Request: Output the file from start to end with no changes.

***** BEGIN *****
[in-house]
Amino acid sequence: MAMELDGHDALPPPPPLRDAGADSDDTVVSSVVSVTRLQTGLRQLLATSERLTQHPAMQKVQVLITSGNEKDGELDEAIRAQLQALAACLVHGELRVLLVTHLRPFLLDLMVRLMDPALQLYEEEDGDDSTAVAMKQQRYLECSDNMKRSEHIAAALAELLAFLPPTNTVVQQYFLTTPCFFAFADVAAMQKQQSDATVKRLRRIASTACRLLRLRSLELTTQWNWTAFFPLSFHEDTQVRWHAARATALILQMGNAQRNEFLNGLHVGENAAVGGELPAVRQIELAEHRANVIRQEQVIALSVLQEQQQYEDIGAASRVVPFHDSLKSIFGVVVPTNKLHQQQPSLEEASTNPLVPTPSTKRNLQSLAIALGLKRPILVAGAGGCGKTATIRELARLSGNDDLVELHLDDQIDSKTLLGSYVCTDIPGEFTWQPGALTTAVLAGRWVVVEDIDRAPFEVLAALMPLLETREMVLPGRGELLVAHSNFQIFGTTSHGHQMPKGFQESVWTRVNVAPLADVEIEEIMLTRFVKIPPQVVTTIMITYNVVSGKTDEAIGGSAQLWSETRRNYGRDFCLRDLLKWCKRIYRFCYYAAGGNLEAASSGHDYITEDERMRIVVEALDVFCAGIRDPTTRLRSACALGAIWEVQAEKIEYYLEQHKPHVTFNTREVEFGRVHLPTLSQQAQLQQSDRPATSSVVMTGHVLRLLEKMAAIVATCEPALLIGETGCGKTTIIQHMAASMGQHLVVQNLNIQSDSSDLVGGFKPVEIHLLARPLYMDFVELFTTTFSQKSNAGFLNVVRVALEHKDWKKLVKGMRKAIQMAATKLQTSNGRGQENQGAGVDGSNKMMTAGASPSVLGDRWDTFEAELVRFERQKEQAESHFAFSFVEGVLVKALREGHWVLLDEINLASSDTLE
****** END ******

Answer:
[in-house]
Amino acid sequence: MAMELDGHDALPPPPPLRDAGADSDDTVVSSVVSVTRLQTGLRQLLATSERLTQHPAMQKVQVLITSGNEKDGELDEAIRAQLQALAACLVHGELRVLLVTHLRPFLLDLMVRLMDPALQLYEEEDGDDSTAVAMKQQRYLECSDNMKRSEHIAAALAELLAFLPPTNTVVQQYFLTTPCFFAFADVAAMQKQQSDATVKRLRRIASTACRLLRLRSLELTTQWNWTAFFPLSFHEDTQVRWHAARATALILQMGNAQRNEFLNGLHVGENAAVGGELPAVRQIELAEHRANVIRQEQVIALSVLQEQQQYEDIGAASRVVPFHDSLKSIFGVVVPTNKLHQQQPSLEEASTNPLVPTPSTKRNLQSLAIALGLKRPILVAGAGGCGKTATIRELARLSGNDDLVELHLDDQIDSKTLLGSYVCTDIPGEFTWQPGALTTAVLAGRWVVVEDIDRAPFEVLAALMPLLETREMVLPGRGELLVAHSNFQIFGTTSHGHQMPKGFQESVWTRVNVAPLADVEIEEIMLTRFVKIPPQVVTTIMITYNVVSGKTDEAIGGSAQLWSETRRNYGRDFCLRDLLKWCKRIYRFCYYAAGGNLEAASSGHDYITEDERMRIVVEALDVFCAGIRDPTTRLRSACALGAIWEVQAEKIEYYLEQHKPHVTFNTREVEFGRVHLPTLSQQAQLQQSDRPATSSVVMTGHVLRLLEKMAAIVATCEPALLIGETGCGKTTIIQHMAASMGQHLVVQNLNIQSDSSDLVGGFKPVEIHLLARPLYMDFVELFTTTFSQKSNAGFLNVVRVALEHKDWKKLVKGMRKAIQMAATKLQTSNGRGQENQGAGVDGSNKMMTAGASPSVLGDRWDTFEAELVRFERQKEQAESHFAFSFVEGVLVKALREGHWVLLDEINLASSDTLE